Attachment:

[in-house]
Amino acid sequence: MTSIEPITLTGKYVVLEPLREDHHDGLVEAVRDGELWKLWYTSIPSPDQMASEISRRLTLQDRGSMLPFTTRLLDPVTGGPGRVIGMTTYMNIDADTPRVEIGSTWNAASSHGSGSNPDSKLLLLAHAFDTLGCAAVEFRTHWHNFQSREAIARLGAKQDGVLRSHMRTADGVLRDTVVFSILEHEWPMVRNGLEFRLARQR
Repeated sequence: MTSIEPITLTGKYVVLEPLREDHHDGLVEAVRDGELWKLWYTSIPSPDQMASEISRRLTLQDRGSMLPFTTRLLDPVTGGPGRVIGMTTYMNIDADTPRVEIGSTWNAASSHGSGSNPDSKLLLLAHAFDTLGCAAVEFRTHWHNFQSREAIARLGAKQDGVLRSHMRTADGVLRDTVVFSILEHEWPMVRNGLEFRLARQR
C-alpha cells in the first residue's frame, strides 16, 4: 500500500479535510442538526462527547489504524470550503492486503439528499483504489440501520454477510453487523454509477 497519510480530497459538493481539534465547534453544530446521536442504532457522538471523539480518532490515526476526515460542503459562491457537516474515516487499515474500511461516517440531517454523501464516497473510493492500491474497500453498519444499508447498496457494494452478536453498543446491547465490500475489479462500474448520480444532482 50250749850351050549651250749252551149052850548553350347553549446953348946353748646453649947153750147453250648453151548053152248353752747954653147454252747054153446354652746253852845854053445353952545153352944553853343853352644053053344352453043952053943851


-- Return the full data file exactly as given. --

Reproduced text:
[in-house]
Amino acid sequence: MTSIEPITLTGKYVVLEPLREDHHDGLVEAVRDGELWKLWYTSIPSPDQMASEISRRLTLQDRGSMLPFTTRLLDPVTGGPGRVIGMTTYMNIDADTPRVEIGSTWNAASSHGSGSNPDSKLLLLAHAFDTLGCAAVEFRTHWHNFQSREAIARLGAKQDGVLRSHMRTADGVLRDTVVFSILEHEWPMVRNGLEFRLARQR
Repeated sequence: MTSIEPITLTGKYVVLEPLREDHHDGLVEAVRDGELWKLWYTSIPSPDQMASEISRRLTLQDRGSMLPFTTRLLDPVTGGPGRVIGMTTYMNIDADTPRVEIGSTWNAASSHGSGSNPDSKLLLLAHAFDTLGCAAVEFRTHWHNFQSREAIARLGAKQDGVLRSHMRTADGVLRDTVVFSILEHEWPMVRNGLEFRLARQR
C-alpha cells in the first residue's frame, strides 16, 4: 500500500479535510442538526462527547489504524470550503492486503439528499483504489440501520454477510453487523454509477 497519510480530497459538493481539534465547534453544530446521536442504532457522538471523539480518532490515526476526515460542503459562491457537516474515516487499515474500511461516517440531517454523501464516497473510493492500491474497500453498519444499508447498496457494494452478536453498543446491547465490500475489479462500474448520480444532482 50250749850351050549651250749252551149052850548553350347553549446953348946353748646453649947153750147453250648453151548053152248353752747954653147454252747054153446354652746253852845854053445353952545153352944553853343853352644053053344352453043952053943851